December 17, 2014 - 12:07 PM
KELOWNA - Seven years before Matthew Foerster murdered Armstrong teen Taylor Van Diest, he snuck into a young Cherryville woman’s home, knocked her head against a wall and told her to come with him.
Details about the 2004 assault, and a subsequent attack involving a sex-trade worker in 2005, were revealed during a sentence hearing in Kelowna Provincial Court Dec. 17. The 28-year-old, who is currently serving a life sentence for the first degree murder of Van Diest, pleaded guilty to both files.
Judge Mark Takahashi called the offenses egregious and violent, but said they were mitigated by Foerster’s age, lack of a criminal record at the time of the offenses, and guilty pleas, which saved the victims the torment of a trial. Takahashi accepted a joint submission from Crown and defense lawyers calling for a six-year jail sentence on both cases, to be served at the same time as each other, and concurrently with his life sentence. Foerster, who is being held in a maximum security prison with 21-hour-a-day lock up, will see no new time behind bars, however he will be placed on the sexual offender registry for life.
Crown counsel Iain Currie described the attacks in detail during the hearing. At 8:30 a.m. on Oct. 19, 2004, a 19-year-old Cherryville woman, present in court for the hearing, was awoken by a man grabbing her and knocking her head against her bedroom wall. He called her by her first name and told her to come with him.
While his face was masked, the woman thought she recognized her assailant as a fellow Cherryville citizen and a friend of her younger brother’s. He had what appeared to be a handgun tucked into his pants and when she asked what he wanted, he said he wanted her. Crying, panicking and bleeding from her head, the woman screamed and said she was going to pass out. That’s when the man left.
The victim spoke to police and told them she thought the man was Foerster, who was 18 at the time. Lumby RCMP questioned Foerster, but apparently did not accept the identification evidence from the victim. Foerster’s father insisted on sitting in on the police interview and said he was with him around the time of the offense, giving him the alibi he needed, Currie said.
A few months later, in 2005, Foerster visited the Garden of Eden, an escort agency in Kelowna. The lone female employee gave him a tour of the premises, and when they got to an upstairs room, Foerster grabbed her by the pony-tail and dragged her to the ground. If she cooperated, she wouldn’t get hurt, he said, holding a knife to her throat while she performed fellatio. When she finished, he made her lie face down on a massage table and penetrated her anally, leaving lacerations later found by a doctor. He left her in the room with her hands bound behind her with duct tape.
The woman freed herself with the help of a woman working next door and reported the assault to police. Her assailant’s DNA was swabbed and stored in the national data bank for six years.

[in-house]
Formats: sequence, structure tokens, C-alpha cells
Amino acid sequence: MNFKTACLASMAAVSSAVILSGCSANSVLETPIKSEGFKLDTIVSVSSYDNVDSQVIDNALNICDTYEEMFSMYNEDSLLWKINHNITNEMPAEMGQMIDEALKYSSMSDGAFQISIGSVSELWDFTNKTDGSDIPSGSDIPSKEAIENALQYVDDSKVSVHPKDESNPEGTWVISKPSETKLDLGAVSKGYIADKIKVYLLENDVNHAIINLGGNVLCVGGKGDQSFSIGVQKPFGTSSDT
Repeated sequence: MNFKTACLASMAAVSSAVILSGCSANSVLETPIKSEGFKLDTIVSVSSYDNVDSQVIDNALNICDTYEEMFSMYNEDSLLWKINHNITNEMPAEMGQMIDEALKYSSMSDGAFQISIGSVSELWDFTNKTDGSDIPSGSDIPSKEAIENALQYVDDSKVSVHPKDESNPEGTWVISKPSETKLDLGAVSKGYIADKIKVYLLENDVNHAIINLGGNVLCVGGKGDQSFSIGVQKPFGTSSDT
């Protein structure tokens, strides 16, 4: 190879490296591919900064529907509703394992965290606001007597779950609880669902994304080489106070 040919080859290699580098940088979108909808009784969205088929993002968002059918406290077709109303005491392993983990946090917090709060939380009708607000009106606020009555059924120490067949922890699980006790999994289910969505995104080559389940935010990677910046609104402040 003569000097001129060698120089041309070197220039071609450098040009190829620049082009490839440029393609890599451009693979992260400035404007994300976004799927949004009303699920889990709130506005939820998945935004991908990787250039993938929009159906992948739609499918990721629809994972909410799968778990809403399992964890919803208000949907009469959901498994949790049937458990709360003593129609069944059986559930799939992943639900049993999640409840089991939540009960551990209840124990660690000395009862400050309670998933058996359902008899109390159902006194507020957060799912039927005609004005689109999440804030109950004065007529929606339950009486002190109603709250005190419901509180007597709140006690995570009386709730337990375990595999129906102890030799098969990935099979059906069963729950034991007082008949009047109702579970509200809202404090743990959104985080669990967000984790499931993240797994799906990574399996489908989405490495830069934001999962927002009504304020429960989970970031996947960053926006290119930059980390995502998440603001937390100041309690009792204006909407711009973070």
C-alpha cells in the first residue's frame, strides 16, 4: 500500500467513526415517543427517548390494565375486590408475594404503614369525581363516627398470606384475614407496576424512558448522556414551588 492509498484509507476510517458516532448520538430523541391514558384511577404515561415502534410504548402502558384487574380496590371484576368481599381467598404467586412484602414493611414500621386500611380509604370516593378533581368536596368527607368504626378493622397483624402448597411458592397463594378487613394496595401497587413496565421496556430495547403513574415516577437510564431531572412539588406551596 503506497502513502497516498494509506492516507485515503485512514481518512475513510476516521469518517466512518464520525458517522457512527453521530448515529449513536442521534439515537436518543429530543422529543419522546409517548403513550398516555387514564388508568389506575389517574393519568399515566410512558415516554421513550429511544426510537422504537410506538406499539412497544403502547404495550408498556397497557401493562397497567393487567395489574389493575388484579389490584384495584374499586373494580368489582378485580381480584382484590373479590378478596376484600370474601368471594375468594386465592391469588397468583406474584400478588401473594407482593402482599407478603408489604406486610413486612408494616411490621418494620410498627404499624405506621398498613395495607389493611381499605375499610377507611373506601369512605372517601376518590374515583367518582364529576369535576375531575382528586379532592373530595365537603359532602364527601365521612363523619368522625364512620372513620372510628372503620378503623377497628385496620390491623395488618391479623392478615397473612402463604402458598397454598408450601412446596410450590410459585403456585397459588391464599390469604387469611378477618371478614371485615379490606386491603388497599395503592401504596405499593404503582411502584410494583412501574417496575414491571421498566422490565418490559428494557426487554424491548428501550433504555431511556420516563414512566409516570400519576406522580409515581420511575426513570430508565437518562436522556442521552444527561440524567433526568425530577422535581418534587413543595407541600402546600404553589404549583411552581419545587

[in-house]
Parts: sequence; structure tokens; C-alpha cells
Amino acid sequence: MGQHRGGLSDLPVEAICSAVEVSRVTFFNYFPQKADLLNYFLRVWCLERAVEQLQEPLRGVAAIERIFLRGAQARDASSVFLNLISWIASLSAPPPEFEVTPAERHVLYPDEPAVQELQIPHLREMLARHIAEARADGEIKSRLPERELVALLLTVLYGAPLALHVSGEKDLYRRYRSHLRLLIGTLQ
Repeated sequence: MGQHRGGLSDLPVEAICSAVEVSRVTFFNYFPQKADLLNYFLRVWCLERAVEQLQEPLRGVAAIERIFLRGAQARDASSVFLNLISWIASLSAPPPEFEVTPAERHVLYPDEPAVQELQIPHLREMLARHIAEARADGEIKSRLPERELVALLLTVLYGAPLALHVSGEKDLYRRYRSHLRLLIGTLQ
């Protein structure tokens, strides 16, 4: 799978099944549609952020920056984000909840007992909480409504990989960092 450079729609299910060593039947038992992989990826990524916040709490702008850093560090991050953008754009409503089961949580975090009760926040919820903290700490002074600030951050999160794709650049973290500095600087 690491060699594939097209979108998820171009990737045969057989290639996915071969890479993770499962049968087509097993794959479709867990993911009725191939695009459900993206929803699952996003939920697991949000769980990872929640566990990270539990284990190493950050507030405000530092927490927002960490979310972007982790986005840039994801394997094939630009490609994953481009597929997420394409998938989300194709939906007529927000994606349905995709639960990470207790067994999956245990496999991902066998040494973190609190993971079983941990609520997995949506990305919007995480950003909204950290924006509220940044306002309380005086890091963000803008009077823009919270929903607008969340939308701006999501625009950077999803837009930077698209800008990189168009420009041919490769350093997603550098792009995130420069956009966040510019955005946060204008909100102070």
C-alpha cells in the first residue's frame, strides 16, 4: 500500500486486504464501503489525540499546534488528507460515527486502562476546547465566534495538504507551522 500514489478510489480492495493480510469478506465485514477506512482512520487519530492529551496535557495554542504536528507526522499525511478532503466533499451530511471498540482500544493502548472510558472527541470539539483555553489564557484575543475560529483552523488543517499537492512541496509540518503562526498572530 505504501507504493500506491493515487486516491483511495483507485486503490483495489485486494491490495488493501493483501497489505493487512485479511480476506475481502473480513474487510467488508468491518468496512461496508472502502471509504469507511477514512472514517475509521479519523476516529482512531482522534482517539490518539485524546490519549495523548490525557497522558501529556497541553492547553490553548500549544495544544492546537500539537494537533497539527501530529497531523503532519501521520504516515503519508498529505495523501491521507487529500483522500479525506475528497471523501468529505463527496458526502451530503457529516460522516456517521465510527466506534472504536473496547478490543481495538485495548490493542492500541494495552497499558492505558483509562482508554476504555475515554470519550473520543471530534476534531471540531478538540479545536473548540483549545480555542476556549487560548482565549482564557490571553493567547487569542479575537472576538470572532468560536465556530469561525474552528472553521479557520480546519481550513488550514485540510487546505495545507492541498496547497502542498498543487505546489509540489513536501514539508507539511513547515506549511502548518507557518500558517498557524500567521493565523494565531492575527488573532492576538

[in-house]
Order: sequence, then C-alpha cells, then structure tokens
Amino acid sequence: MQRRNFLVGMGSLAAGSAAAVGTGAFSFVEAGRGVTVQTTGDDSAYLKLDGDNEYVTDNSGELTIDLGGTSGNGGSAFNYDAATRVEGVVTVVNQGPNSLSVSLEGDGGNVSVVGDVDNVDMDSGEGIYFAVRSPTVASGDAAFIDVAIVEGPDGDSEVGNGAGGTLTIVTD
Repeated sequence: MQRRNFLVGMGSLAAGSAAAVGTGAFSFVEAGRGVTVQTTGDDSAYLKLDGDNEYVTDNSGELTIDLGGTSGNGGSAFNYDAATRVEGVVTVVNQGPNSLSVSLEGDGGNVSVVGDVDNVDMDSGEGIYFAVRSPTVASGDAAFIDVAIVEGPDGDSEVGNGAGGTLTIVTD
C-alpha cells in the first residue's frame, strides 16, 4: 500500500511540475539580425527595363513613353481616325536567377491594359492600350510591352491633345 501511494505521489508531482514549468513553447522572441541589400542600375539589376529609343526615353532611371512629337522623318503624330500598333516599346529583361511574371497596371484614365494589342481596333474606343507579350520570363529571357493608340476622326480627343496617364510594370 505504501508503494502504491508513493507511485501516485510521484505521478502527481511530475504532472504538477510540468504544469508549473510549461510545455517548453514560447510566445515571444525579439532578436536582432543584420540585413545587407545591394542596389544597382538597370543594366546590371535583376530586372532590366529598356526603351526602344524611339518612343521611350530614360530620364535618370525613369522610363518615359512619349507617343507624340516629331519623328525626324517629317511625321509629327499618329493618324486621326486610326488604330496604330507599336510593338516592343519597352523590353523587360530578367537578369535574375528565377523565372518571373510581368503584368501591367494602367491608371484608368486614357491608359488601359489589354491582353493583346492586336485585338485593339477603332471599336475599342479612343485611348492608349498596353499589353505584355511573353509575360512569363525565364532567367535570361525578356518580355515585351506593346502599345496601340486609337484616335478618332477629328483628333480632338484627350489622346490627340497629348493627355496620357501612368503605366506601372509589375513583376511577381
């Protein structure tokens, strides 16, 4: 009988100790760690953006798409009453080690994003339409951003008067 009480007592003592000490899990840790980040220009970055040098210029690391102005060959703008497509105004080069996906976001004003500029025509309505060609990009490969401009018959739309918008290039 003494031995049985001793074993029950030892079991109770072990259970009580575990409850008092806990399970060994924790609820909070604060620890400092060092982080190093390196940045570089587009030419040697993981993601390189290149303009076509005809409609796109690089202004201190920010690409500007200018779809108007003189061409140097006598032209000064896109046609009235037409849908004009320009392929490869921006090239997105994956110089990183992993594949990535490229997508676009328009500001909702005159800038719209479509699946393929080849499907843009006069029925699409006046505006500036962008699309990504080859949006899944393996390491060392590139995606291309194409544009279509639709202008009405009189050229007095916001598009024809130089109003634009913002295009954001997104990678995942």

When 18-year-old Van Diest was attacked and killed by Foerster in October 2011, she scratched him and his DNA was left under her fingernail. That DNA was matched with the sample taken from the sex-trade worker, who met with an RCMP sketch artist to produce a drawing of her attacker.
“The composite drawing was widely publicized and several people identified Matthew Foerster, the offender before the court, as a suspect,” Currie said.
In a police interrogation following his arrest in Collingwood, Ontario, Foerster said the gun he had in the home invasion was a BB gun. He said he knew the victim, and liked her, but didn’t think things would work out between them.
He also said he didn’t want to hurt the sex-trade worker; he just wanted her to do what was on his mind that day.
“It’s like another... person took over me,” Foerster said in the interview.
The Cherryville woman targeted in the 2004 home invasion chose to read a victim impact statement to the court as part of Foerster’s sentence hearing.
“On the day I was attacked I woke up and blood was coming out of my head. I remember there was so much blood it covered my body. I was in a lot of pain and I was very disoriented. I’ve never been so scared in my life,” she said.
Due to the physical and emotional impacts, she now requires extensive support from her family. She grew depressed, distrustful and feared being alone.
“I was forced to move on with my life knowing this person was still on the streets,” she said.
Even counselling will never allow her to completely heal, she said.
Foerster’s lawyer, Lisa Jean Helps, said her client is involved in a rehabilitative program in prison. She said his guilty plea saved the victims the difficulty of a trial, and noted that could be taken as an expression of his remorse.
Takahashi issued a lifetime firearms prohibition and no contact order with either of the victims in addition to the six years. He waived the victim fine surcharge because Foerster is in custody and paying it would be a hardship. Foerster was not given an opportunity to speak at the end of the hearing.
To contact the reporter for this story, email Charlotte Helston at firstname.lastname@example.org or call 250-309-5230. To contact the editor, email email@example.com or call 250-718-2724.
—This story was edited at 12 p.m. Dec. 17 to include full details from the hearing.
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